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Real long-range shooting − on distances ranging from 500 metres onwards, so to speak − involves many variables to be taken into account, starting from wind speed and variations, although on extreme distances even the slightest variations in initial speed or ballistic coefficient can lead to negative outcomes.
And that's not all: the position of the gun is another key factor. Even just the slightest sideways inclination of the rifle when shooting will alter the trajectory and will result in a wider group on target, already on relatively medium distances (200 metres on).
In these cases, if the target is one of these huge paper or cardboard silhouettes, we may simply try and align the reticle of our riflescope to the straight lines of the target itself, or we may want to match the reticle sides with other spots on the target, so to be sure that we are always shooting with the same inclination, even if it's not perfectly plumb.
If the target is placed at a significant distance, or if it's a gong or a smaller target that won't allow this kind of trick, maintaining the same inclination may not be easy without some kind of aid. That's where we might find an Anti-Cant Device useful.
Anti-Cant Devices, or ACDs, are small spirit levels to be attached to the rifle or the scope, so to make sure that the rifle is kept at a constant inclination angle shot after shot. Of course, a plethora of different mounting solutions can be taken in consideration, according to the shooter's own preferences or needs.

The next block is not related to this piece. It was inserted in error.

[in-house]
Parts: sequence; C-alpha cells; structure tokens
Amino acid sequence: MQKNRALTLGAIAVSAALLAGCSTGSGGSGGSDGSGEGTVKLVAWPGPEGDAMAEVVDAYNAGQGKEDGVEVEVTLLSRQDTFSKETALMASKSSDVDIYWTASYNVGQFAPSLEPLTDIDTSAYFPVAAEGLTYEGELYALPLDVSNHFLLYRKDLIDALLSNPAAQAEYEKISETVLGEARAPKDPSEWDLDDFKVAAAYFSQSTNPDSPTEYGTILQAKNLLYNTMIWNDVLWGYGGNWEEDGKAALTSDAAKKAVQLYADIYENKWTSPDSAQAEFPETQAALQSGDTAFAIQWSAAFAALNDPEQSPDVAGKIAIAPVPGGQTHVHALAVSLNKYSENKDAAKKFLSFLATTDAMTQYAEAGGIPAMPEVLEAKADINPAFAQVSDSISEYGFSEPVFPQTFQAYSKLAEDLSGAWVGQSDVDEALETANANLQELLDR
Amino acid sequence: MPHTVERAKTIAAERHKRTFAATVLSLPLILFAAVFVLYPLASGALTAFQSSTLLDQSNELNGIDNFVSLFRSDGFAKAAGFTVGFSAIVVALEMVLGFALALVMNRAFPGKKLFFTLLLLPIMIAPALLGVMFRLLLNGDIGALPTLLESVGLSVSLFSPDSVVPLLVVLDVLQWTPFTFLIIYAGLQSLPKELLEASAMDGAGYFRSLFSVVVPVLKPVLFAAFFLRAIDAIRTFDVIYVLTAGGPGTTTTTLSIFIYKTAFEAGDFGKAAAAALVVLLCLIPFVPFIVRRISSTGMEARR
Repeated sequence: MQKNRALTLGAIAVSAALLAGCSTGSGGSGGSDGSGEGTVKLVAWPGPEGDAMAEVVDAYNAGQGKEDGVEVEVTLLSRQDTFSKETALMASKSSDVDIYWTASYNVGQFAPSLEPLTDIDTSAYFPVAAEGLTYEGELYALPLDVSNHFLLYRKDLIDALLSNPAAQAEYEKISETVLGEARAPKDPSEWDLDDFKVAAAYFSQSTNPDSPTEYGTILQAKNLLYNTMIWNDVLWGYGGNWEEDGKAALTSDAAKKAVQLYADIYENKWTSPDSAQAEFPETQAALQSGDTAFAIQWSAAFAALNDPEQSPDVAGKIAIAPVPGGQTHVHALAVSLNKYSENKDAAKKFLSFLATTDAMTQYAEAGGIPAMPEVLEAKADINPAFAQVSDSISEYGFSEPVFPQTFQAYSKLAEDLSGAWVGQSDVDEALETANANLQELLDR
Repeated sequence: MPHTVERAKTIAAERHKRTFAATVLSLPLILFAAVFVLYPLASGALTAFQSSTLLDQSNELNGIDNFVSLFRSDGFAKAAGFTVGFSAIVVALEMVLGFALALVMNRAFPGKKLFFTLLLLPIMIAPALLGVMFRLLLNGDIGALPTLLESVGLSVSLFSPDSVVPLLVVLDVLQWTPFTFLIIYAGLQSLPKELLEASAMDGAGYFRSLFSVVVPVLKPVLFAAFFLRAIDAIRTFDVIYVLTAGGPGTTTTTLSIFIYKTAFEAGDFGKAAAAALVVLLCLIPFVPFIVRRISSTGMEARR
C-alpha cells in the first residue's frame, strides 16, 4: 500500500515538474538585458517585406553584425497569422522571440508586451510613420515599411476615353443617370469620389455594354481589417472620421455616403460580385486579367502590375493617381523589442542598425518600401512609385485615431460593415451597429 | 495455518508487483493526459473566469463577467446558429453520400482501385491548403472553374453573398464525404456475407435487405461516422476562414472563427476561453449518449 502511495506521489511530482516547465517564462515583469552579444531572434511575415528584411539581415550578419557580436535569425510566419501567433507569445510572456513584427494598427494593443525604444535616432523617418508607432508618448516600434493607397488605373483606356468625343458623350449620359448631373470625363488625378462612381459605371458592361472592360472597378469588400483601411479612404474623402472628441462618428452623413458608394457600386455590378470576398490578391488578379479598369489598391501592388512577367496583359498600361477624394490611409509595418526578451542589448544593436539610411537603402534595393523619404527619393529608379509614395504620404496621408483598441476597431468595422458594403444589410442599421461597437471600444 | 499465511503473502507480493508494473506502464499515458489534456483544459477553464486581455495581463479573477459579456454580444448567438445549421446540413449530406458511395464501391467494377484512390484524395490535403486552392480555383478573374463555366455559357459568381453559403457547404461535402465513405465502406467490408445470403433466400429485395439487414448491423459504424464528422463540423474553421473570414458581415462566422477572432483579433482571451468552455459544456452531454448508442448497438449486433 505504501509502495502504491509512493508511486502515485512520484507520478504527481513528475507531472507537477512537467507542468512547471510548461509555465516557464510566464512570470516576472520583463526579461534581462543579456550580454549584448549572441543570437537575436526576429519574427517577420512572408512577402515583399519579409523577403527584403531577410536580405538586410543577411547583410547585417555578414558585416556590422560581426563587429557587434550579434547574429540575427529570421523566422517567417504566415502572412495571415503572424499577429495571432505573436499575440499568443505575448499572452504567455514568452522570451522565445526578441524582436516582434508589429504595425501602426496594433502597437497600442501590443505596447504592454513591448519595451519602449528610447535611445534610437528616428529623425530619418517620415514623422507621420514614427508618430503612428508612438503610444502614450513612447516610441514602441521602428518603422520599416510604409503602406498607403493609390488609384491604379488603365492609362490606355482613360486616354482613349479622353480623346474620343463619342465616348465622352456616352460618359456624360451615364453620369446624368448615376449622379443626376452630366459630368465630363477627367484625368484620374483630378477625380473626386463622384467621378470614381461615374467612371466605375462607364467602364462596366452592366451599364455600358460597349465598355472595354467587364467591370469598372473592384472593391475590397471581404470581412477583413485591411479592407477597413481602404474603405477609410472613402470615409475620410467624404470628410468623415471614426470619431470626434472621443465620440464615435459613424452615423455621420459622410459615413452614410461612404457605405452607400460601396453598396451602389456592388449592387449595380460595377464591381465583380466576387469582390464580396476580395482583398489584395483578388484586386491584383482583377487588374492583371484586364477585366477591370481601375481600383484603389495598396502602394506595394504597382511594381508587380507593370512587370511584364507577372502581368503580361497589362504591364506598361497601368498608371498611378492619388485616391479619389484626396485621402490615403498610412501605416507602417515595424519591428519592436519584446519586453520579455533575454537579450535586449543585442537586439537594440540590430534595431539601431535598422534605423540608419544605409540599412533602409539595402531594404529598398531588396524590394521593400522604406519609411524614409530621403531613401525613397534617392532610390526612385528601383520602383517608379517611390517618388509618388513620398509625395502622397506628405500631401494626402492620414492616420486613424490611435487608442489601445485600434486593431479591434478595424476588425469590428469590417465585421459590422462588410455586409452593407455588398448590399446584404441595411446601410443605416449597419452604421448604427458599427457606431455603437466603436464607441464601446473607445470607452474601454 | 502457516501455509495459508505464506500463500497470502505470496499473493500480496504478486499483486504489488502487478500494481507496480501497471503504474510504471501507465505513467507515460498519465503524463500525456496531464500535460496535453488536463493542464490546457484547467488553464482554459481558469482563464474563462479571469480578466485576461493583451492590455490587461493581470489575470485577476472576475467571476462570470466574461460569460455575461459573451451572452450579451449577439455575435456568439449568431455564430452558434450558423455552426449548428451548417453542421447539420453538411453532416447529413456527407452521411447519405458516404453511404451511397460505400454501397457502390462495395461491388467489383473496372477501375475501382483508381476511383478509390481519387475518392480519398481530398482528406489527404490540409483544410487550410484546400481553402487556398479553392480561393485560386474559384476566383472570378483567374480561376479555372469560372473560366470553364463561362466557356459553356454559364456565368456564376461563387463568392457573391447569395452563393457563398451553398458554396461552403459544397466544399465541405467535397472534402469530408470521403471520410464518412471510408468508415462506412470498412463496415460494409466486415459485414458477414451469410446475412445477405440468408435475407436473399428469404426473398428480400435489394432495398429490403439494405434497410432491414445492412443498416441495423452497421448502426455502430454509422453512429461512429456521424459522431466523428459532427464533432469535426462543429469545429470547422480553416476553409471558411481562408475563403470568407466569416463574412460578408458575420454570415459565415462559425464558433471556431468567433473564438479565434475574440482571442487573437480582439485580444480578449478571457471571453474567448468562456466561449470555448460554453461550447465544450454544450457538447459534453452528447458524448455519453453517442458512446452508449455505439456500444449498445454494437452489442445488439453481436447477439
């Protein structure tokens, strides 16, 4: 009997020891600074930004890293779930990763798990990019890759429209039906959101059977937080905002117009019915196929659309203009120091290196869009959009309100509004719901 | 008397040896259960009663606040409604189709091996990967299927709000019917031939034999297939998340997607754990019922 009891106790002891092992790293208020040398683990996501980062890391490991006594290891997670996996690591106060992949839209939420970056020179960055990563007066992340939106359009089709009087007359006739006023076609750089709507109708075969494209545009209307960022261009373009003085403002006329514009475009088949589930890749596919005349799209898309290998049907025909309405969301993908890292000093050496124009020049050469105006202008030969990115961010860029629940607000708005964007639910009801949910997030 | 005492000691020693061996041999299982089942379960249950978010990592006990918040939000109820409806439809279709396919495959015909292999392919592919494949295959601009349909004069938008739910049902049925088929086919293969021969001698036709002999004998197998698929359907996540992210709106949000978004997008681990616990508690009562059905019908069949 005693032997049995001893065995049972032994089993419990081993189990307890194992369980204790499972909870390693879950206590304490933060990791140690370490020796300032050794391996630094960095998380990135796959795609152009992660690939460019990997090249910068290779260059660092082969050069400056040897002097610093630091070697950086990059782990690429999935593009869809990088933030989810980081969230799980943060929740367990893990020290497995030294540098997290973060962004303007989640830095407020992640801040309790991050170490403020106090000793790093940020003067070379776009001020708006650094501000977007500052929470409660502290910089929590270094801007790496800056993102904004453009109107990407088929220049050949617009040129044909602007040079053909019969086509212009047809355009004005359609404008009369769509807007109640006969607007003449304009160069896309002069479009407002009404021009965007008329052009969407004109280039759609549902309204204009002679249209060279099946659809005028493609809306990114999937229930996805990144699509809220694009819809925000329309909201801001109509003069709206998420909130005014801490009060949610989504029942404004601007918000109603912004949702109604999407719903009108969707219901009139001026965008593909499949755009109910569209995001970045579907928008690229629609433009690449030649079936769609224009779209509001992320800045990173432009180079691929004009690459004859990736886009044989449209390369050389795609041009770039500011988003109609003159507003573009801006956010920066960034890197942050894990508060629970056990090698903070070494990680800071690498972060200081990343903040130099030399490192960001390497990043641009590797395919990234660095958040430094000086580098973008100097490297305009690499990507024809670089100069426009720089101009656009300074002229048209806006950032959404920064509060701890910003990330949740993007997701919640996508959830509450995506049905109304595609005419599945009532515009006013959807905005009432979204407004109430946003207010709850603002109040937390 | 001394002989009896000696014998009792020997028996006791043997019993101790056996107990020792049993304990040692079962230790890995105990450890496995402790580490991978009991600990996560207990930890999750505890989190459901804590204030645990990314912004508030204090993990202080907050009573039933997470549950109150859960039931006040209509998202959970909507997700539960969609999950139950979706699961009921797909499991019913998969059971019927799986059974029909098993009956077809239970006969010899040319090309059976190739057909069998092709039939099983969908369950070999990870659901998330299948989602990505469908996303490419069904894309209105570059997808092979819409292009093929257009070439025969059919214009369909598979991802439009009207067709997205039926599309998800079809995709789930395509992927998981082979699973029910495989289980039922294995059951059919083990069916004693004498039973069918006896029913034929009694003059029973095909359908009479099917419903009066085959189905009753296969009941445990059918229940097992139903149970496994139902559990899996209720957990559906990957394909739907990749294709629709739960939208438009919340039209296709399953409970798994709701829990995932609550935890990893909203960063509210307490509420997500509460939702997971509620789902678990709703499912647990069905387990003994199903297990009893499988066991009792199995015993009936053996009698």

So to speak: ACDs can feature a fixed or a foldable base, so that it may be mounted sideways if it's the case; this may help to perform quick checks by simply taking a glance at the ACD without ever leaving the proper shooting position or even loosing sight of the reticle.
Other ACDs do require to be installed over the riflescope, or any other optical devices attached to your gun, but this means you'll always have to raise your head to see if the level bubble signals any canting; even more, other ACDs feature a long support rod, which can be folded when not in use, so that the bubble level remains visible to the shooter without requiring an excessive head movement, although said long support may be sensitive to impacts and other shocks and may be subject to unwanted movements which would compromise its function.
So, before you choose your own ACD, be sure to compare several models so to find one that suits your own favourite shooting positions and your rifle/optical sight combination.
Last, but not least, one of the factors to take into consideration when choosing and installing an ACD is how to make sure that is' on level when it's being installed!
The samples that require a Picatinny mount are definitely the faster and easier to install that you may find around, but if the Picatinny rail or mount is not itself perfectly straight, the ACD would itself feature a... cant of some sort, which would not be possible to correct.
On the other hand, the ACDs that are specifically conceived for installation over a rifle scope require patience and competence, and they may be subject to some "loss of zero" in case of repeated shocks of impacts.
Nonetheless, these nifty little tools may turn very useful, de facto eliminating one of the factors that leads to lack of accuracy in long-range shooting; this alone is worth paying the price − although they generally go pretty cheap! − and the hassle of the installation.